It will be a sunny Chinese New Year in most areas

Rows of rainbows: Colourful umbrellas hung above a market in Sungai Long, Kajang. Apart from being a catchy festive-themed decoration, the umbrellas also provide shade for the traders and shoppers. — LOW BOON TAT/The Star

PETALING JAYA: While many things have changed due to the Covid-19 pandemic, others don’t such as having blazing hot days in Peninsular Malaysia.

“The nation is expected to generally see good weather on Feb 12 and 13.

“But there may be some scattered showers and thunderstorms in the evening or night in a few areas, ” Malaysian Meteorological Department director-general Jailan Simon said when contacted yesterday.

Based on climate models, he said the country was still within the November-to-March northeast monsoon season characterised by strong winds and heavy showers.“If it does rain, it is likely to occur in one or two areas in Perak, Selangor, Kuala Lumpur, Putrajaya, Sarawak and Sabah.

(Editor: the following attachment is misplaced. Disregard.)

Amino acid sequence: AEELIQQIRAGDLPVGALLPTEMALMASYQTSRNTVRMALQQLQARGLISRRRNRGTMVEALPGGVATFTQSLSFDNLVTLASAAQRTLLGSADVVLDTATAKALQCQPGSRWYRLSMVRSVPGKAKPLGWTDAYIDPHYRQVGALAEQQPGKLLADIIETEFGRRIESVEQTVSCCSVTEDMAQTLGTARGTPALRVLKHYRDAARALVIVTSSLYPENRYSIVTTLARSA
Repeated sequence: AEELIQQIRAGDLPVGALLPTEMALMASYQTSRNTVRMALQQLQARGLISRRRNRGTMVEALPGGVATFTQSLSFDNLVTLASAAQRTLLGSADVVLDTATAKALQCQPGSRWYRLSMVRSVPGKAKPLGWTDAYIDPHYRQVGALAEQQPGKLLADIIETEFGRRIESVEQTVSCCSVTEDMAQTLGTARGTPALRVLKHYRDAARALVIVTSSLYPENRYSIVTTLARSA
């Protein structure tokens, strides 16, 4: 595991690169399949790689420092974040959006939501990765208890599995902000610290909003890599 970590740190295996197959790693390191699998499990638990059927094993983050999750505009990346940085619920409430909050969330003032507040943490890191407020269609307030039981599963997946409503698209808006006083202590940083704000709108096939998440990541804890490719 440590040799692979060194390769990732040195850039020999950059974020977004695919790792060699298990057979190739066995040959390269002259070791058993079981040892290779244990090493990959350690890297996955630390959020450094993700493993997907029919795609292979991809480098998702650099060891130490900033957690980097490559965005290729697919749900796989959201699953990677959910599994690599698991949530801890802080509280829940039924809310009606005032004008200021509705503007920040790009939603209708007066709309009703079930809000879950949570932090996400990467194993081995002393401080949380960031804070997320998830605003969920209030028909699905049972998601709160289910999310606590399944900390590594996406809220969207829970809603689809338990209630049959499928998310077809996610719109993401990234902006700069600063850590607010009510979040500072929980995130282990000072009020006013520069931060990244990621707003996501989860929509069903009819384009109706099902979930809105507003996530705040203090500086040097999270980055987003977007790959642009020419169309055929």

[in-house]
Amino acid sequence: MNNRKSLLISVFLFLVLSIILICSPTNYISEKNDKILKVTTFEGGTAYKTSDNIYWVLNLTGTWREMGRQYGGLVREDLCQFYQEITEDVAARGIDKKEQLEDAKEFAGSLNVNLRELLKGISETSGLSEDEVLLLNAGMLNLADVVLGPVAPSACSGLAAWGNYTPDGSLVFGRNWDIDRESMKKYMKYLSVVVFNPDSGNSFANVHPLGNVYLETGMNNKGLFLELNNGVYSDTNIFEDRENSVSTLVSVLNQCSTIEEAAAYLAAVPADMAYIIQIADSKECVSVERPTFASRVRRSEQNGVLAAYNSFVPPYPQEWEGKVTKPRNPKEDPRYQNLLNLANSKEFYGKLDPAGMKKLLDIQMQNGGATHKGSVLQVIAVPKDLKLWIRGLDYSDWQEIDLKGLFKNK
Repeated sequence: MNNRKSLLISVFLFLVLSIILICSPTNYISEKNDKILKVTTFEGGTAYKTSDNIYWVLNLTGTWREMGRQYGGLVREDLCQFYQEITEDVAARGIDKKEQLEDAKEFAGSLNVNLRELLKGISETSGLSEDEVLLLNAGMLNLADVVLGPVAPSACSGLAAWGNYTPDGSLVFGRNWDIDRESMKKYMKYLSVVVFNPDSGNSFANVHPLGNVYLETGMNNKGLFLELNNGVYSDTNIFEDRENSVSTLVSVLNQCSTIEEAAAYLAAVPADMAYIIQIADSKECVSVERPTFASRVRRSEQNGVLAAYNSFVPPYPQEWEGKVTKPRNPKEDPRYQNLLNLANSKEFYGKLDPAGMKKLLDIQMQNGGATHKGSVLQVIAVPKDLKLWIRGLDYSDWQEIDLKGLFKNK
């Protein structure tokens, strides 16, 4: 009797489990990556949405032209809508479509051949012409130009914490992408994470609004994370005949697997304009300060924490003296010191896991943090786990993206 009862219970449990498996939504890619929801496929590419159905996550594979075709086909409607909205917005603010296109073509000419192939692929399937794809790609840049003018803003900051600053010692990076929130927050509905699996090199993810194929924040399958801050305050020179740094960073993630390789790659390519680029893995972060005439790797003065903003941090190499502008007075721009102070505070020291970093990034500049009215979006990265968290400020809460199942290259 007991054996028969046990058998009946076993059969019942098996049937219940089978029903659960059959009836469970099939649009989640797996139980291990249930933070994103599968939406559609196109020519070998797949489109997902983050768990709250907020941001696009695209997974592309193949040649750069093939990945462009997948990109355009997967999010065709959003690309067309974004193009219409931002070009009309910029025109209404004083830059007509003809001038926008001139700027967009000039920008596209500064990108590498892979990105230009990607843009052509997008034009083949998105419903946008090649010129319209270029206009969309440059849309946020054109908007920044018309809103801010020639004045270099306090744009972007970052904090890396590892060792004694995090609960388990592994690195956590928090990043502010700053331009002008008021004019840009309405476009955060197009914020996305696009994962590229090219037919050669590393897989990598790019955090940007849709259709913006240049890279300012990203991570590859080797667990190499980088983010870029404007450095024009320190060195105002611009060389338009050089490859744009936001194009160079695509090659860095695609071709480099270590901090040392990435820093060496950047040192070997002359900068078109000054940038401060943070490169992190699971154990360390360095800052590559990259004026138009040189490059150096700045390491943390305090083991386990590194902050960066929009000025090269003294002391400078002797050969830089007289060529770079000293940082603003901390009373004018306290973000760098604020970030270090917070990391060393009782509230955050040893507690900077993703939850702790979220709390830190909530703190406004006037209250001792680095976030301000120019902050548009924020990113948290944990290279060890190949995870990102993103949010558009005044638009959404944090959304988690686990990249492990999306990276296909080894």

“It may also rain at night in one or two areas in Sarawak and in Sabah, ” Jailan added.

Universiti Kebangsaan Malaysia (UKM) Climatology and Oceanography expert Prof Dr Fredolin Tangang said monsoon winds would usually begin to head south towards the Indonesian region during the transition period, resulting in warmer conditions for Malaysia.

“Based on the US Climate Prediction Center’s forecast, there will likely be less cloud cover, resulting in more sunshine and warmer conditions in Malaysia, ” he added.

UKM Institute for Environment and Development’s principal fellow Prof Datuk Dr Ibrahim Komoo noted that winds were starting to transition towards the northeast, which would result in drier conditions.Assistant manager Sabrina Ng, 31, from Petaling Jaya, noted that the weather had gotten hotter in the past week and would likely remain so during the festive season.

“I will take more showers and rely on the air-conditioner more if the weather gets unbearably hot during Chinese New Year, ” she said.

In Penang, firemen have been kept busy with bushfire outbreaks caused by the dry weather, some occurring in Chinese cemeteries.

Penang Fire and Rescue Department director Saadon Moktar said some fires were likely started by those visiting graveyards to pay respects, with the open fire spreading due to the dry grass.

“We have informed graveyard caretakers to be more vigilant but it is hard to monitor as some fires break out at night, ” said Saadon.

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